15: Song Leader Only: Tsu--- heí—dei—Shugaa—x too taá---n aa----aa Everyone joins in: Tsu heídei shugaxtootaá—aán, yaa-- yaa---koosgéi—daakeit haa jeex’ a nák has kaawdik’eet’ Ei . Hei (.) drum beat stop ei hei, ei hei--- hei, Ei--- hei, ei---hei, ei hei---, ei hei---- ei, Ei--- hei, ei---hei, ei hei---, ei hei---- ei, Repeat in Higher pitch: Ei--- hei, ei---hei, ei hei---, ei hei---- ei, Ei--- hei, ei---hei, ei hei---, ei hei---- ei, Repeat entire song beginning with Song Leader only, repeat as many times as deemed necessary. Song History/Use: This song was composed by Harold Jacobs and given to Sealaska Heritage Foundation. The words “Tsu heídei shugaxtootaán yá yaakoosgé daakeit haa jeex’a nák has kawdik’eet’.”were spoken by George Davis (Tlingit names: Kichnaalx and Lkanaaw) of the Deishhetaan from Angoon. The words were spoken in 1980 at the Sealaska Elders Conference in Sitka. The words say, “We will open again this container of wisdom left in our care.” George Davis and Harold Jacobs’ grandfather, Mark Jacobs, Sr. (Tlingit names: Kootaxteek, Nahoowoo, and Kashkwei) were of the same clan and both were grandchildren of the Sitka Kiks.ádi Clan. They always referred to each other as brother. Therefore, George Davis was also considered by Harold to be his grandfather and Harold addressed him as such. By putting George Davis’ words into this song, his words are being carried on. This song is generally used as an entrance song but can be used on other occasions such as the dedication of a new facility such as a cultural center, tribal museum, or cultural camp that will have cultural significance. | Tsu Heidei
16: OO OO OO Aa Ei Ya.aa Klukwan Elder’s Entrance Song Song Text: Oo. Oo. Oo. Aa---ei---yaa.aa, Oo. Oo. Oo. Aa---ei---, ei---ei---, ei—yaa.aa Oo. Oo. Oo. Aa—ei, ei, yaa.aa English Interpretation: vocables only Song HistoryUse: This coming in song was often used by Klukwan elders as an entrance song. It was recorded at an Independence Day Celebration at the Klukwan ANB Hall on July 4, 1980. Victor and Annie Hotch, Martha and Johnnie Willard and Jenny Thlunaut were there singing. Martha Willard’s distinctive voice is especially noticeable in the recording. Because this song was a favorite of the Klukwan elders we used it on the day the Whale House artifacts were returned to Klukwan in October of 1994 to escort the Whale House Totems and Rainwall screen from the entrance of the village to the Whale House. Joe Hotch said the ancestors would also sing this song when returning from a long trade journey. They would sing this song while dancing into Klukwan carrying their trade goods.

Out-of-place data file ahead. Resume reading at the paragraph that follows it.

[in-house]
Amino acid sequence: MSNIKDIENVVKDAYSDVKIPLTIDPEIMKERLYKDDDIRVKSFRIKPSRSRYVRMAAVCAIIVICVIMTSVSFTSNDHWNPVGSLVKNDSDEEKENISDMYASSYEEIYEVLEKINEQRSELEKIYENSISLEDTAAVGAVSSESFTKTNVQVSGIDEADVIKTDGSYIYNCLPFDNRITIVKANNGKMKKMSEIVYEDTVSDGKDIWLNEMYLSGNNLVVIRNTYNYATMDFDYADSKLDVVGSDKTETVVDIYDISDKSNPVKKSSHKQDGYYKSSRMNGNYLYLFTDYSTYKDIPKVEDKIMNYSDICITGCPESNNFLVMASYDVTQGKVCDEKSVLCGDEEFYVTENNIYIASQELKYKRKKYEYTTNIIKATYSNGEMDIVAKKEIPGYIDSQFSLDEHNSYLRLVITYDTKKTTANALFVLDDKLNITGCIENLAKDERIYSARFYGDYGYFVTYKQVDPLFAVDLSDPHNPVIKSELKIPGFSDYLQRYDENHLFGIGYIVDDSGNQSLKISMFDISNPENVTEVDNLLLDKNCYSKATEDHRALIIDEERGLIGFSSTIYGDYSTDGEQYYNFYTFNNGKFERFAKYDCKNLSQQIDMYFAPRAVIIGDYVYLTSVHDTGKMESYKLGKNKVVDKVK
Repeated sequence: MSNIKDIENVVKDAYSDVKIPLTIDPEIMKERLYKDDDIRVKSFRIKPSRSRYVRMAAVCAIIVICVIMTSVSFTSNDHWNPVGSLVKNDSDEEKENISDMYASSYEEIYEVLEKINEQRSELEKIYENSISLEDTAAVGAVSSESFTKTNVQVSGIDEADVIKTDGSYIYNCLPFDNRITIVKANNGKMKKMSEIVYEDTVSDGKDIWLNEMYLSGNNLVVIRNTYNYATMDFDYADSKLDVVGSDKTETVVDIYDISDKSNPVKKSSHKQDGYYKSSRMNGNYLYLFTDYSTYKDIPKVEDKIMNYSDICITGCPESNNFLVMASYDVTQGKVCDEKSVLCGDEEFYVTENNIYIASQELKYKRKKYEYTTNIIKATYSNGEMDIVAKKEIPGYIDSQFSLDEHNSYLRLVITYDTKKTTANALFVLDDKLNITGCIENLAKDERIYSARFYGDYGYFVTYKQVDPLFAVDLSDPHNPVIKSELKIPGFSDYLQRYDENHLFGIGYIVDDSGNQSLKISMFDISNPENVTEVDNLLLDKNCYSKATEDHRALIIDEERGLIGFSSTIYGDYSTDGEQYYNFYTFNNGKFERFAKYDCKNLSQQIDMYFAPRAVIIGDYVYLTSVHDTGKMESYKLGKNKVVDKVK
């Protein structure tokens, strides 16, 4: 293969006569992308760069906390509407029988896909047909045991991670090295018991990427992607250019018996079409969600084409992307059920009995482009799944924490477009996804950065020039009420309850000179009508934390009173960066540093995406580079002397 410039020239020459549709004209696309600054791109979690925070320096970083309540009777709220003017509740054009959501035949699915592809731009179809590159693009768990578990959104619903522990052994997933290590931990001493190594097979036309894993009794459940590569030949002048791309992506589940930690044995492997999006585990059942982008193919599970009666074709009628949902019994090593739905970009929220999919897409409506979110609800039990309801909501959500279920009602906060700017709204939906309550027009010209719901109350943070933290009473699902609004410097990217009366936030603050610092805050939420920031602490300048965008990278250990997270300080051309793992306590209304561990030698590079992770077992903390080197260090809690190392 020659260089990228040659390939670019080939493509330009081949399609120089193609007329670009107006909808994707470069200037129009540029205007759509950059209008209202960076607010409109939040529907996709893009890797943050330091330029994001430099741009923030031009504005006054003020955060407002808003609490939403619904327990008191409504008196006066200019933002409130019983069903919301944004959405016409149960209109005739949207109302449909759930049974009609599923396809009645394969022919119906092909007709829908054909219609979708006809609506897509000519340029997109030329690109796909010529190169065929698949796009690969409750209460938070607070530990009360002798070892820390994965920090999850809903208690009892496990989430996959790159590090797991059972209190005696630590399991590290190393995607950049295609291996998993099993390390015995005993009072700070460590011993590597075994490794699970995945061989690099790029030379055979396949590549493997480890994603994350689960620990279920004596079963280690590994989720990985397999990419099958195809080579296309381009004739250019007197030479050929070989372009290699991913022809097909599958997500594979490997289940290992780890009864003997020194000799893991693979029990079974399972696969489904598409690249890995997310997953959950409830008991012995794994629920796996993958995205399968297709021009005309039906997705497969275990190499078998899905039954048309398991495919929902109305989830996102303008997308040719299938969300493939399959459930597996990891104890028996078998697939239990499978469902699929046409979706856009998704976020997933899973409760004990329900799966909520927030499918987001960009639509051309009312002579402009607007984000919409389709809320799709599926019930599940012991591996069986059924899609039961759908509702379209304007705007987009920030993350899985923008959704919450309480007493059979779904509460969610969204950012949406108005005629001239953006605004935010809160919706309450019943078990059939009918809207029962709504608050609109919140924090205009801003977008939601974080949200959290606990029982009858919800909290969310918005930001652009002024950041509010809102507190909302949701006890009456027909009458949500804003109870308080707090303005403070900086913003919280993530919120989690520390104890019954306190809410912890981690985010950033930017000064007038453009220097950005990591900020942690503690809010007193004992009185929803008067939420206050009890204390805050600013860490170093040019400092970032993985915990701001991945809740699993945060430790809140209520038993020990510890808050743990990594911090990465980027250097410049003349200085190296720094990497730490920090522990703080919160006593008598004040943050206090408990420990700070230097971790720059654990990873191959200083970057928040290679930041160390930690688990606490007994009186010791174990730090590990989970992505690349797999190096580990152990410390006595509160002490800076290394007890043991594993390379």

17: Wee Yei Ya.aa Song Text: Wee yeí---ya.aa----, wee yeí ya.aa---, Oo.oo---. oo ya. Aa Oo.oo---, oo ya.aa Repeat as many times as needed. Song History/Use: This is a trade song learned from the Interior tribes, Athapaskans or Gunanaa as they are called in Tlingit. The Chilkat people used to trade with the Interior tribes quite often taking goods such as rice, tea, sugar and coffee * gained from trade with the Russians or Americans. They traded these items for furs from the Interior people. Before the trade expedition was completed there would be a feast wherein the Athapaskan hosts would teach the Chilkats some of their songs. These songs were brought back to Klukwan and are still used today. This song is typically used as an entrance or exit song by dance groups but could possibly be used during a koo.eex as an expression of gratitude from the guests to the hosts or by the hosts to entertain their guests.
18: Yaa Haa Ha Wei -Tsimshian Visitors’ Song Song Leader: Yaa--- haa--- ha wei---, Yaa--- haa--- ha wei! Group: Yaa --- haa--- ha wei---, Yaa--- haa--- ha wei Yaa--- haa--- ha wei---, Yaa--- haa--- ha wei Yaa--- haa--- ha wei---, Hoo Haa, Hoo Haa, Haa---- ha wei, Hoo Haa, Hoo Haa, Haa---- ha wei, Hoo Haa, Hoo Haa,^Haa---- ha wei, Song Leader starts at arrow and the Hoo Haa section is continued with both parts being sung together as follows: Yaa--- haa--- ha wei---, Yaa--- haa--- ha wei! Haa Ha wei Hoo Haa Hoo Haa Haa --- Ha wei! Song History/Use: This song is referred to as the Tsimshian Visitor’s Song*as it was learned from the Tsimshian people. This song has become a favorite among the Tlingit people throughout Southeast Alaska. One clan from Angoon claims ownership but since our people have used it for generations we assume it is okay to continue with its use. Some of our people intermarried with the Tsimshian;one famous carver of the Tsimshian was known to carve the four totems in the Whale House; and the art of Chilkat Weaving was said to have come from the Tsimshian so there has been significant interaction between our people and the Tsimshians. This song is often used as an entrance or exit song and it usually gets a pretty good response from the audience. However, because this song is so popular, it may be overused and thus lose some of its appeal. *The reference to Tsimshian Visitors’ song was made by Dan Katzeek (Clan leader and caretaker of the Killer Whale Fin House, Keet Gooshi Hít of the Daklaweidi Clan in Klukwan) on a reel to reel recording of him performing the song in the mid 1950’s.